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  • Leslie Tourish

The Imaginary Waitress

Updated: Dec 1, 2020

My first book The Headshrinker’s Brigade had been in my mind so long, the characters (Julia, Walter, Rowena, and Nick) were clearly formed. I was as comfortable with them as a roomy, well-worn sweater. I knew them because we’d been together the whole time I wrote the book.

When the final manuscript was published, I felt a mixture of relief and nostalgia, sending the characters out into the world. After that point, I could no longer explain them or defend them. They’d have to speak for themselves. And they seemed to do just fine on their own. Readers fell in love with them. (People asked if I’d write more about Julia’s life, and while the door hasn’t closed on my red-headed character and the fictional town of Elston, Texas, I’ve said goodbye to the crew, at least for now.)

So, what to do with the dreaded blank page for book number two? When you write a story, it starts with the broadest of strokes. You pick up an idea, toy with it, imagine some scenarios, and then, if nothing strikes you, set it aside, and stir the imagination cauldron again. For several months I sketched out characters, but nothing felt right. There needs to be a magic when you think about a flawed character facing a problem they must conquer to avoid professional, psychological, or physical death. The writer has to be invested because they’re going to be living in that world right along with the characters. The writer is the first reader.

I kept my antenna up and just did what I love to do: notice things. One early summer evening, my husband John and I were traveling from Colorado to Texas, and we stayed the night at The Plaza Hotel in Las Vegas, New Mexico, an hour north of Santa Fe. The Plaza was built in 1882, back when the state was still a territory, so you know a lot has happened in that old three-storied building.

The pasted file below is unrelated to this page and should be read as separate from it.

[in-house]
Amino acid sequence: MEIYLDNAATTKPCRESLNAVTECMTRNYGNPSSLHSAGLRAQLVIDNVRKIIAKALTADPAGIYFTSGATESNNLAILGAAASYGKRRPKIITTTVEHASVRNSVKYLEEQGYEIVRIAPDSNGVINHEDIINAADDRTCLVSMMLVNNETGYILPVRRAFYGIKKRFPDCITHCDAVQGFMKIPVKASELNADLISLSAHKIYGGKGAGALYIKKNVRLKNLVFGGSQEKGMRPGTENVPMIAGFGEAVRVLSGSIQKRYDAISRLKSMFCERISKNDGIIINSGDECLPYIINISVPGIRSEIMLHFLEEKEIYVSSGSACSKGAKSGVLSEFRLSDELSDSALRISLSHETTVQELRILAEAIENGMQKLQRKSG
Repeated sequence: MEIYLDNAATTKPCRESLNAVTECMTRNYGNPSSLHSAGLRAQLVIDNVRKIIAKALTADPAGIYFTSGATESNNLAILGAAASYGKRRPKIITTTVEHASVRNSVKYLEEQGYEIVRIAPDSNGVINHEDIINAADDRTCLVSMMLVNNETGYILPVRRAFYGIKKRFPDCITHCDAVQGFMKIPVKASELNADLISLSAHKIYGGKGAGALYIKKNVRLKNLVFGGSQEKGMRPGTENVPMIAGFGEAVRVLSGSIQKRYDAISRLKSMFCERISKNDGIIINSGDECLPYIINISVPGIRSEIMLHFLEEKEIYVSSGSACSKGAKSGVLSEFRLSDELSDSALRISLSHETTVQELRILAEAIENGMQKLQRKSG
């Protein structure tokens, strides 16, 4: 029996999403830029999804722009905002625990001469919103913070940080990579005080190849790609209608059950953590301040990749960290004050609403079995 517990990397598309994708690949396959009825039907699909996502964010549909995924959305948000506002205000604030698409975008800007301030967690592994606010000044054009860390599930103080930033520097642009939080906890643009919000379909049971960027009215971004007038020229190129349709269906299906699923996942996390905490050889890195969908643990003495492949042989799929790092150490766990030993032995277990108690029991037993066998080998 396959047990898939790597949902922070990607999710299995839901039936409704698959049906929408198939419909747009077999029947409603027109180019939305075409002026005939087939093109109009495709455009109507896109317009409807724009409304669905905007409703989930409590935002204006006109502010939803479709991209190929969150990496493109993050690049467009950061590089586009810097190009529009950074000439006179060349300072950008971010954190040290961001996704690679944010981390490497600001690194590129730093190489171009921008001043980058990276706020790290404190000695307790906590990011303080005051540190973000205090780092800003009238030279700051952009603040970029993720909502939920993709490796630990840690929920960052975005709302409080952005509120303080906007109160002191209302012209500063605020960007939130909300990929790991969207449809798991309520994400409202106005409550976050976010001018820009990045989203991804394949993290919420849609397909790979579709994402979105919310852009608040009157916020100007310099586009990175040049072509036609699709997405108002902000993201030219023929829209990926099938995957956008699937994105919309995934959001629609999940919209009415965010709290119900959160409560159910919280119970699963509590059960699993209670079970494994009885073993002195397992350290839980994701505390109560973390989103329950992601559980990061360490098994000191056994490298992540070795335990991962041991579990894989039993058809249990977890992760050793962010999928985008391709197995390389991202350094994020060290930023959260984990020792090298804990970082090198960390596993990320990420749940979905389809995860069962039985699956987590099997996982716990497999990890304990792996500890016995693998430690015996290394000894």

As we walked around the airy lobby, checking out the restaurant and gift shop, I passed a darkened saloon with a long gleaming bar of marble and wood. Some bikers in leathers sat in a corner near an open window, their tricked-out Harleys parked just outside on the street in a tight diagonal. The bikes were the color of candy and looked fast sitting still.

In my mind, an image came to me, fully formed, of a woman with long blonde hair working as a waitress, serving not this quiet room but a packed bar filled with noise and excitement and electricity, and she was working the crowd. Energy flowed from her because she was beautiful and had the grace of a ballet dancer. But she glowed a little too brightly. That fire might consume her, and maybe even others.

The image gave way to reality as the table of bikers laughed at someone’s joke. John and I went back out onto the street to stroll around the town in the cool of the evening breezes. But that image had appeared to me like a tarot card: simple at first glance, but textured with small, meaningful details.

The woman stuck with me. I could see her. The next morning as we drove east, I thought, who was she? Why was she working the bar? Had she once taken ballet lessons? Why was she a danger to herself and others? I grabbed my notebook, and began writing her story.

I built out her world. I added a sister, a fraternal twin. And from these rough sketches, my new story took on shape, a story of the special bond between twins named Rachel and Sienna.

I’m on chapter six now. The girls have a long way to travel, but as I continue to imagine the world from their perspective, these two will continue to grow and come alive, sharing their hopes and fears. There’s almost nothing more magical.

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